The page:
William Armstead lives at the mercy of his Prospect Heights property manager.

While the location is perfect and the rent is lower than most New Yorkers could ever dream of, the conditions inside his apartment, on Eastern Parkway near the Brooklyn Museum, are inhumane at worst, inconvenient at best.

Exposed wires hang in the hallway. Leaks from an upstairs apartment, constant during winter, forced Armstead to rearrange his living room into cramped piles of belongings, including the keyboard and equipment he uses to play jazz music.

“I question myself sometimes: why am I still here? Why am I going through this? Should I stay, should I go?” Armstead said. “But I feel stuck, being on a fixed income.”


With the Rent Guideline Board hearings starting this month, some housing advocates are pushing for a rent freeze. Last year, the RGB passed the lowest increase since the board was created in 1969, by 1 percent for one year leases and 2.75 percent for two-year leases, and Mayor Bill de Blasio called for a freeze prior to the vote.

For Armstead the conditions in his apartment have only become worse over the past nine months, especially the water damage.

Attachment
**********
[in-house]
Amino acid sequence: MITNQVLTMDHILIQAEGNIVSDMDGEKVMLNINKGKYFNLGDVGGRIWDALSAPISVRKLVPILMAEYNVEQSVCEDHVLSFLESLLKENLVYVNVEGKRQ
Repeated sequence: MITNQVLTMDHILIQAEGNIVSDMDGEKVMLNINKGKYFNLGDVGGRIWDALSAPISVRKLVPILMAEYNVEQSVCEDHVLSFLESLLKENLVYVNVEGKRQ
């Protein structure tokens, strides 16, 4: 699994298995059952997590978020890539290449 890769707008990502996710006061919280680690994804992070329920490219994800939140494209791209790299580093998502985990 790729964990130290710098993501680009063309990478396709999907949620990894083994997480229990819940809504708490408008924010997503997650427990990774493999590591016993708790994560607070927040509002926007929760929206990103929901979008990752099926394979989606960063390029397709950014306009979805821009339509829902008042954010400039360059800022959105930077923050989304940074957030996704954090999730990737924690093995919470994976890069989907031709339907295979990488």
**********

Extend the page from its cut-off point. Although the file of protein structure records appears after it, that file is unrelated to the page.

“What they’re trying to do is get me out so they can decontrol this apartment and get market value,” Armstead said. “That’s why I don’t get any services, and that’s why I’m angry. It wasn’t like this 15 or 20 years ago.”

Armstead first moved to 125 Eastern Parkway 28 years ago this June. When his aunt passed away, he legally assumed ownership. He said he's one of the last few renters left in the co-op building.

Because Armstead is living with a disability, a rent hike wouldn’t increase his $212 a month rent, because the increases are paid through a federal program. But he would benefit from a rent rollback, which his advocate, Farriangie Dorce from the Pratt Area Community Council, said could lower his payments even more.

Armstead, who said at one point his landlords wouldn’t accept his rent payments, said he’s been neglected for years. He started working with Dorce last fall, and she said the company has started making “bandaid repairs” since she stepped in.

“This isn’t too bad, at least he has running water and he always has heat,” said Dorce, adding the problem appeared to be Armstead was reporting damage to his super, who was not relaying the message to the higher-ups.

Armstead, who expects to start working soon as a customer service representative, said he’s ready to put years of housing neglect behind him.

“I want to stay here, I want a nice place that’s liveable, so I can move on with my life,” Armstead said.

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